Financial survival tips for the post grad

Well you’ve finally made it. Late nights cramming for next morning’s exam, hours spent on the computer typing term papers, and long days in the library researching have all finally paid off! Now, you’ve got the cap and gown and ready to walk across the stage and hopefully walk into a prosperous career. Then the honeymoon phase of post-college fades away. Many graduates find being an adult isn’t as fun and glamorous as they once dreamed.

Yes, many teens and young adults look forward to asserting their independence as an adult. But, being an independent adult means more than just partying all night. Being an independent adult means financial responsibility. In other words you have to pay your own bills. Take it from me I know all too well on what it means to be on your own.

Below are a few financial tips to help the post grad survive their first year out of school without having to withdraw from the bank of mom and dad.

Pack your lunch. Buying lunch daily will leave a huge hole in your wallet. On average, you can spend up to $40 a week eating out every day. Start brown bagging it and watch your wallet fill up. If you don’t know how to cook – learn how – or consider buying pre-package meals at the grocery store.

Cut out cable. The cable and internet bill can easily exceed $100 a month. Most people need the internet for online banking and working from home. I say keep the internet and cut the cable. Cable is an unneeded luxury. There are many great shows to watch on Network TV. Besides, not being distracted by TV will give you the opportunity to get out and volunteer more and find other interesting things to do with your time.

Keep your old car. Unless, you have an old clunker that’s unreliable keep your car. Don’t be tempted to upgrade just because you have a great new job. Car payments take up a large percentage of your monthly income. The money used to pay a car payment can be used to save for retirement, vacation planning, or paying back student loans.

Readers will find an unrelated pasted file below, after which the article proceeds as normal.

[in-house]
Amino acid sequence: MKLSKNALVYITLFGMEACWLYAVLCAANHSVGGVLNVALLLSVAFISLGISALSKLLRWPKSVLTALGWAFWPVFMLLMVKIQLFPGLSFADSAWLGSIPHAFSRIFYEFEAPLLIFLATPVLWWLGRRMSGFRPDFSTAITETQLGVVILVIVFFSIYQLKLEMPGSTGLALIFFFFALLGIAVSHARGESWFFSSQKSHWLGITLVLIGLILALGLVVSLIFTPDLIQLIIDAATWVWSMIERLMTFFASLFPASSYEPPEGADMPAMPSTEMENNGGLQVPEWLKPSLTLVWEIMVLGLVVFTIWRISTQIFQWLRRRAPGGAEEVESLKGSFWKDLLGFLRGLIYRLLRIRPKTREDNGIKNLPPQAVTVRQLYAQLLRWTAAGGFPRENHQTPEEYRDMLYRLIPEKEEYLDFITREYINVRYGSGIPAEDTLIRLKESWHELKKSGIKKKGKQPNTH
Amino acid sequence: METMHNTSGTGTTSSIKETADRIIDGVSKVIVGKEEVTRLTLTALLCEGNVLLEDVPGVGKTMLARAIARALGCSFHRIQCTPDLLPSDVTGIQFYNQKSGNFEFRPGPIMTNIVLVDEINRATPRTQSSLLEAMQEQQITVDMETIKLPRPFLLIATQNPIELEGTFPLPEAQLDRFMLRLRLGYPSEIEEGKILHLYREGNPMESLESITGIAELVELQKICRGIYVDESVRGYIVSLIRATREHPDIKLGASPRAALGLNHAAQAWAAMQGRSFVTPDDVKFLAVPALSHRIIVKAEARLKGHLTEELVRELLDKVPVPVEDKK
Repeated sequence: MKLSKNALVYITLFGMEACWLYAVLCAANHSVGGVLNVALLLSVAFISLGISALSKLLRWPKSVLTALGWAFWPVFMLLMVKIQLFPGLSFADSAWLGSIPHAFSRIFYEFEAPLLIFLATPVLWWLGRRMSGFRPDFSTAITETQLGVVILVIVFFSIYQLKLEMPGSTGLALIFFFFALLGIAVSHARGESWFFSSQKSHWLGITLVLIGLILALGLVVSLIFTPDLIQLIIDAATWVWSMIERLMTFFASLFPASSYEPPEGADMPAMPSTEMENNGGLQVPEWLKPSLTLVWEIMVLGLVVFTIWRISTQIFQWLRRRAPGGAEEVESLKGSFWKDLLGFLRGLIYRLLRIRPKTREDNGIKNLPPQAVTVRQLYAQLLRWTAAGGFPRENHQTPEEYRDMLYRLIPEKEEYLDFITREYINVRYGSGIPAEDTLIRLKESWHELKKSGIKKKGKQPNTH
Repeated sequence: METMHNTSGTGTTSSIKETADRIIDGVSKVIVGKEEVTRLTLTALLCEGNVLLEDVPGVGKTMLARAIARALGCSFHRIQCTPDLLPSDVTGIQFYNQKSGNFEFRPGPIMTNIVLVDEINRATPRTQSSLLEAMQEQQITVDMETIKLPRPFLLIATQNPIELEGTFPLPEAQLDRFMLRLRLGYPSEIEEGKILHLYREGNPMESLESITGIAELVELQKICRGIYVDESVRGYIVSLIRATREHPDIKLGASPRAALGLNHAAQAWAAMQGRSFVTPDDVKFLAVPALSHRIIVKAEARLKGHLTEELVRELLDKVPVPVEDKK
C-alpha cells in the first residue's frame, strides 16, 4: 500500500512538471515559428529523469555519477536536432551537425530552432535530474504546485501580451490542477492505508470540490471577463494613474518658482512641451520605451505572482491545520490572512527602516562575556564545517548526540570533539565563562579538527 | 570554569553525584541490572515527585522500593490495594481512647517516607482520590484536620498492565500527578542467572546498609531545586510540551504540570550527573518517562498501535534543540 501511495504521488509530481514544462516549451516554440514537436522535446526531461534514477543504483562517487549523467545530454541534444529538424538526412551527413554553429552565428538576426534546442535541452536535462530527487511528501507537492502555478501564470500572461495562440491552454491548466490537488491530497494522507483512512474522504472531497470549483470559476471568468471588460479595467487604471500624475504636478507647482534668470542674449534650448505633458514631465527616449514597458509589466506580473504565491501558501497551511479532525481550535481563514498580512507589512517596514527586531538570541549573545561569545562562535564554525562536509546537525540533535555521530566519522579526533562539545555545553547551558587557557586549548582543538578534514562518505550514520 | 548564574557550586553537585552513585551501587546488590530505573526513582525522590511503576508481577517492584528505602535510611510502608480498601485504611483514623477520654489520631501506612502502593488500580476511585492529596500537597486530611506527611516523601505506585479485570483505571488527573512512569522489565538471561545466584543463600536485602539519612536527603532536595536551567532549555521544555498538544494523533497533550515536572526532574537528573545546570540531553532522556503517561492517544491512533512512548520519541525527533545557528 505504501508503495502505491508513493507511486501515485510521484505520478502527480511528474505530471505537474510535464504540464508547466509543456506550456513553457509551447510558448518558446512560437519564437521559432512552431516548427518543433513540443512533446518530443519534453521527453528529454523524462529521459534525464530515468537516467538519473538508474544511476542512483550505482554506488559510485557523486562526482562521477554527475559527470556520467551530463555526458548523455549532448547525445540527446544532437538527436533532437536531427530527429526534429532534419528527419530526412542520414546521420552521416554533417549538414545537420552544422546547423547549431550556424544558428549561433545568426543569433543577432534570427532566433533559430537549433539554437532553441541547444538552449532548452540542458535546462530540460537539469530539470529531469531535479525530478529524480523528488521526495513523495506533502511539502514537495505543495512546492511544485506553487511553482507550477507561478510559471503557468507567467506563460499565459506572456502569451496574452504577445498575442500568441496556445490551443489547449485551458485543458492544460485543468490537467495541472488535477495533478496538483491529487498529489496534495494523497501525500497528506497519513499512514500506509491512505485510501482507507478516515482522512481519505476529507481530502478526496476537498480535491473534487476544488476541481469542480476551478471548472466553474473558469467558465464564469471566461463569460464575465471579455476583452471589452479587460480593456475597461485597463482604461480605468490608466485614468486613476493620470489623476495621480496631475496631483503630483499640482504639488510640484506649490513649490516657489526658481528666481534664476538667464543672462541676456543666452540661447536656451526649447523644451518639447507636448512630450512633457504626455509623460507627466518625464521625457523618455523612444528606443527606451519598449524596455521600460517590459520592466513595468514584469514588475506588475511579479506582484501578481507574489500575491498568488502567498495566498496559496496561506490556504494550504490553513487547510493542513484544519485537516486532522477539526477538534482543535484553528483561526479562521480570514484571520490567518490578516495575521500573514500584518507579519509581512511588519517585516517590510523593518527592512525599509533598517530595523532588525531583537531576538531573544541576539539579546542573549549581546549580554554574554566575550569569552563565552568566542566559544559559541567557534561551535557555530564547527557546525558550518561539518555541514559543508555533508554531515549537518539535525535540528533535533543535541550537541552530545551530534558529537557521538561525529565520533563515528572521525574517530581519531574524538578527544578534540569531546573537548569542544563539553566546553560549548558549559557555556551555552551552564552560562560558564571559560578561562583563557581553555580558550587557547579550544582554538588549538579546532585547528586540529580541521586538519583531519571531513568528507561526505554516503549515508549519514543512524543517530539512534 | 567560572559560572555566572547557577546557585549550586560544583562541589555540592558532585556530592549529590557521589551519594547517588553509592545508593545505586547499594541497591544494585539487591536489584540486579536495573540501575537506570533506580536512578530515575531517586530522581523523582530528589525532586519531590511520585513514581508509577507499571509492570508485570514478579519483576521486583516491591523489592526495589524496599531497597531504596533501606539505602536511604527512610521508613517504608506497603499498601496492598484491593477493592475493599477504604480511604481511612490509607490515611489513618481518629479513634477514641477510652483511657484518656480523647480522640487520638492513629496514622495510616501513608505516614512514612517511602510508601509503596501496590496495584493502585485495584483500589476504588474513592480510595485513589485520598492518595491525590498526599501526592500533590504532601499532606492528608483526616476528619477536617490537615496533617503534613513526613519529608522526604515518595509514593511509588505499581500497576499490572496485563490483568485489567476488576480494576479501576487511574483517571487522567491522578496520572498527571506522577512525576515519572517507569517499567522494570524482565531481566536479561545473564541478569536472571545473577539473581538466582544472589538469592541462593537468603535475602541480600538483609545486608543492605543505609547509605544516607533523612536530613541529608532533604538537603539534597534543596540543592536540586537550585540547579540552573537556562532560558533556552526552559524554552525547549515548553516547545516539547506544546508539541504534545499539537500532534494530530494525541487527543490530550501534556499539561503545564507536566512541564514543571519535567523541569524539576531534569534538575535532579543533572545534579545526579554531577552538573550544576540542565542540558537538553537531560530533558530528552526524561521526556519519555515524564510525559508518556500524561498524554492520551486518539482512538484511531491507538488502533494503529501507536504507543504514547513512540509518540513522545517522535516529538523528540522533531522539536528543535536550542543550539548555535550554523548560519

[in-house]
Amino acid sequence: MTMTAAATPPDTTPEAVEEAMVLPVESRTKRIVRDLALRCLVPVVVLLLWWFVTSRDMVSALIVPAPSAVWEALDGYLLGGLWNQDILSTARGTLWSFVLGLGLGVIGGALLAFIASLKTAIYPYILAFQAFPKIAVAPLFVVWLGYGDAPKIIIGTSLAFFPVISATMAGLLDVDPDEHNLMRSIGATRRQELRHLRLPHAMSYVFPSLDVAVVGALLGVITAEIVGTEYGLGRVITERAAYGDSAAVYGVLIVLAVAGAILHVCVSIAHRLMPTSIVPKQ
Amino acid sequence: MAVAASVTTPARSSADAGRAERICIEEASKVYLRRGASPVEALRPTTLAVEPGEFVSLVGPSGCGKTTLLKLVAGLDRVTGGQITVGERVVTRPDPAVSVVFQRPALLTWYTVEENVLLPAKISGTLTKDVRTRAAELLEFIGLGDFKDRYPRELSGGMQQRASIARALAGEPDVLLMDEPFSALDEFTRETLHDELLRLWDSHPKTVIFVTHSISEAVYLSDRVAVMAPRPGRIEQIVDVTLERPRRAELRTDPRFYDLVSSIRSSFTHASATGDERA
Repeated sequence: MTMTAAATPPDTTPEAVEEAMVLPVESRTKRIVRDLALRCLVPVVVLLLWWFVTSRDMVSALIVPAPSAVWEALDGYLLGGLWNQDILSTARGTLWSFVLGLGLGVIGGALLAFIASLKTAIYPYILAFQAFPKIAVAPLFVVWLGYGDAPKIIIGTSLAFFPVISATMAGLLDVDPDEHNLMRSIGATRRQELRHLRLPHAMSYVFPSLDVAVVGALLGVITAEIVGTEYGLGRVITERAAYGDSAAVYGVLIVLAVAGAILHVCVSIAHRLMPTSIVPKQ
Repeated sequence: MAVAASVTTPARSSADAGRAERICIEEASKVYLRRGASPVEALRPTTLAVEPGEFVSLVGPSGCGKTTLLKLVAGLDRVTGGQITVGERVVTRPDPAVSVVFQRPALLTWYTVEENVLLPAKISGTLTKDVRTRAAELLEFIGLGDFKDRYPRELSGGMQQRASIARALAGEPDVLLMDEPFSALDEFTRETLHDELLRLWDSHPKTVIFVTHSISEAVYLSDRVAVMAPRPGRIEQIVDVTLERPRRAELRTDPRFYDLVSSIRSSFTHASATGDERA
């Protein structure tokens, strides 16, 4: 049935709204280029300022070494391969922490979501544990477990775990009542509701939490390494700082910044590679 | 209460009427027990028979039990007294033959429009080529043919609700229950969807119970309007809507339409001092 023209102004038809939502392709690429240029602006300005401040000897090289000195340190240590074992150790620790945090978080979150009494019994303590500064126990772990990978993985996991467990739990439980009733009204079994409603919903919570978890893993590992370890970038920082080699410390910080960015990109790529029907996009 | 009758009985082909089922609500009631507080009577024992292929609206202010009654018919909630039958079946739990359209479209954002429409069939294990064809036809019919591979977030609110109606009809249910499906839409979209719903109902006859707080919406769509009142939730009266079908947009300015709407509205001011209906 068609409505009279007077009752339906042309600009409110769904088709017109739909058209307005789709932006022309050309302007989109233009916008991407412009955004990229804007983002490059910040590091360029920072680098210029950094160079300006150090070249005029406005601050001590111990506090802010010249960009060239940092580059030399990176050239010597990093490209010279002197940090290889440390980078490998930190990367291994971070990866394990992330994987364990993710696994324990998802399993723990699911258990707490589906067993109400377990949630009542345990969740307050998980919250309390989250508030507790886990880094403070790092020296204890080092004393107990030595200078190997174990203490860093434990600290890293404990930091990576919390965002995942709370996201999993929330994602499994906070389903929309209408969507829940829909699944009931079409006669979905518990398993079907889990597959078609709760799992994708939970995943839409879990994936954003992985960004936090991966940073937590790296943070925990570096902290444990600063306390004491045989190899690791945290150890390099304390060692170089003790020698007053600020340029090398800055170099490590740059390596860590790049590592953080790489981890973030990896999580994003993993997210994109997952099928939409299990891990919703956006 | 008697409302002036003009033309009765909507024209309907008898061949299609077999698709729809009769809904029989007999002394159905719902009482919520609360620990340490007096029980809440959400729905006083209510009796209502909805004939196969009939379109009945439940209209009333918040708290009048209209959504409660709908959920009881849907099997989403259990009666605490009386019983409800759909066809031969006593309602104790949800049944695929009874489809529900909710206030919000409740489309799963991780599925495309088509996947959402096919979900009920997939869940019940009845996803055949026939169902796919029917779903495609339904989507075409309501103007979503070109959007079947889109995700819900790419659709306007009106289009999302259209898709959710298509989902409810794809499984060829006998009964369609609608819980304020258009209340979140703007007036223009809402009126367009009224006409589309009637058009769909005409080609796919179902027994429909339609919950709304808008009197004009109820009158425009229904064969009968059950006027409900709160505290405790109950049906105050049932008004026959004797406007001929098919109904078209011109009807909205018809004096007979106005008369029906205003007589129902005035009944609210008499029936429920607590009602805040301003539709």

Look for free entertainment. Young adults love to have fun. It’s important not to let your fun turn you into a financial fiasco. Many cities and towns offer free, fun entertainment such as concerts, Museum District Day, and other local activities.

Get a cheaper cell phone plan. Smart phones, such as a Blackberry and the iPhone, are the future and everyone wants one, but not everyone can afford the high monthly payment plan. The phone itself can cost around $200 and your monthly plan is about $97. Unless such a phone is needed for work related matters (in most cases, the company may provide one at no cost to you) stick to a basic cell phone plan.

Dress for less, not to impress. As a young adult entering corporate American it’s important to dress nicely. However, you shouldn’t overextend your income trying to fund a designer wardrobe. There are many ways to dress nice and have money left to pay the rent. Try shopping at outlet malls or even discount stores like TJ Maxx or Marshalls. And, if you buy basics with a few statement pieces and mix and match clothing you can turn a five piece wardrobe into a 20 piece wardrobe!

You might also enjoy reading:

Budgeting while living with a college roommate

Misconceptions about paying for college

Earn an "A" in personal finance this semester

Is a credit card a must for college students?

Budget decorating tips from the dorm

Renee McGruder is a former communications coordinator and grant writer at MMI.

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